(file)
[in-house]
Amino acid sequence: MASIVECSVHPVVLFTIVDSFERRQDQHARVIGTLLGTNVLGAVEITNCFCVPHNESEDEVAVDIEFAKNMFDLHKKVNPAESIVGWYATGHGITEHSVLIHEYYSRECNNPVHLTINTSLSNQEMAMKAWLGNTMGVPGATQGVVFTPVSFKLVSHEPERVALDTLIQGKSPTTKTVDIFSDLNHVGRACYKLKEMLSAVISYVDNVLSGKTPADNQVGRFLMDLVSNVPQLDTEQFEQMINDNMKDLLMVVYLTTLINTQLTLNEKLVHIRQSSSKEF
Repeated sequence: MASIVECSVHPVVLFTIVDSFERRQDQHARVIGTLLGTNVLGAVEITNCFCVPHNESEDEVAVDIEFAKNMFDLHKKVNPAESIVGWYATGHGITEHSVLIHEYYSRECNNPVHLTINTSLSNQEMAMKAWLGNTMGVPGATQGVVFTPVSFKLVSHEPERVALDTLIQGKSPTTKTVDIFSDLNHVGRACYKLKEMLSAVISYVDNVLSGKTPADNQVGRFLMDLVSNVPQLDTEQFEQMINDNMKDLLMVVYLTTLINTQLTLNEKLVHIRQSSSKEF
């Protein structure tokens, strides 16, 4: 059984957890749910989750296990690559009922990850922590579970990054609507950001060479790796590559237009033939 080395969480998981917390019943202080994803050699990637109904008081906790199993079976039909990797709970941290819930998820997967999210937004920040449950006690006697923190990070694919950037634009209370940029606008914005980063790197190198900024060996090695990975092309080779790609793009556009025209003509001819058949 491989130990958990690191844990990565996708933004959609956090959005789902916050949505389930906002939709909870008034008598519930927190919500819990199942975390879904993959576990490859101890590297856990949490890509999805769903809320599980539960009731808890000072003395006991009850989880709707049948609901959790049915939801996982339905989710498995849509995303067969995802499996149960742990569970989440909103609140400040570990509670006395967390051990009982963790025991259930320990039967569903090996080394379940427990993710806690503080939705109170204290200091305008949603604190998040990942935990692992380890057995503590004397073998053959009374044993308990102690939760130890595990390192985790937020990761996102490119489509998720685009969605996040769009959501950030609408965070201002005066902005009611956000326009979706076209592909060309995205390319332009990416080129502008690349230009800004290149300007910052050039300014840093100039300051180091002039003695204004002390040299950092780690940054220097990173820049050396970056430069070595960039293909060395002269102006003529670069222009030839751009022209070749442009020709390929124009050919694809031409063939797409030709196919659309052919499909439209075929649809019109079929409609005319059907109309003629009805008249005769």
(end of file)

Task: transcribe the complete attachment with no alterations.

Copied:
[in-house]
Amino acid sequence: MASIVECSVHPVVLFTIVDSFERRQDQHARVIGTLLGTNVLGAVEITNCFCVPHNESEDEVAVDIEFAKNMFDLHKKVNPAESIVGWYATGHGITEHSVLIHEYYSRECNNPVHLTINTSLSNQEMAMKAWLGNTMGVPGATQGVVFTPVSFKLVSHEPERVALDTLIQGKSPTTKTVDIFSDLNHVGRACYKLKEMLSAVISYVDNVLSGKTPADNQVGRFLMDLVSNVPQLDTEQFEQMINDNMKDLLMVVYLTTLINTQLTLNEKLVHIRQSSSKEF
Repeated sequence: MASIVECSVHPVVLFTIVDSFERRQDQHARVIGTLLGTNVLGAVEITNCFCVPHNESEDEVAVDIEFAKNMFDLHKKVNPAESIVGWYATGHGITEHSVLIHEYYSRECNNPVHLTINTSLSNQEMAMKAWLGNTMGVPGATQGVVFTPVSFKLVSHEPERVALDTLIQGKSPTTKTVDIFSDLNHVGRACYKLKEMLSAVISYVDNVLSGKTPADNQVGRFLMDLVSNVPQLDTEQFEQMINDNMKDLLMVVYLTTLINTQLTLNEKLVHIRQSSSKEF
């Protein structure tokens, strides 16, 4: 059984957890749910989750296990690559009922990850922590579970990054609507950001060479790796590559237009033939 080395969480998981917390019943202080994803050699990637109904008081906790199993079976039909990797709970941290819930998820997967999210937004920040449950006690006697923190990070694919950037634009209370940029606008914005980063790197190198900024060996090695990975092309080779790609793009556009025209003509001819058949 491989130990958990690191844990990565996708933004959609956090959005789902916050949505389930906002939709909870008034008598519930927190919500819990199942975390879904993959576990490859101890590297856990949490890509999805769903809320599980539960009731808890000072003395006991009850989880709707049948609901959790049915939801996982339905989710498995849509995303067969995802499996149960742990569970989440909103609140400040570990509670006395967390051990009982963790025991259930320990039967569903090996080394379940427990993710806690503080939705109170204290200091305008949603604190998040990942935990692992380890057995503590004397073998053959009374044993308990102690939760130890595990390192985790937020990761996102490119489509998720685009969605996040769009959501950030609408965070201002005066902005009611956000326009979706076209592909060309995205390319332009990416080129502008690349230009800004290149300007910052050039300014840093100039300051180091002039003695204004002390040299950092780690940054220097990173820049050396970056430069070595960039293909060395002269102006003529670069222009030839751009022209070749442009020709390929124009050919694809031409063939797409030709196919659309052919499909439209075929649809019109079929409609005319059907109309003629009805008249005769």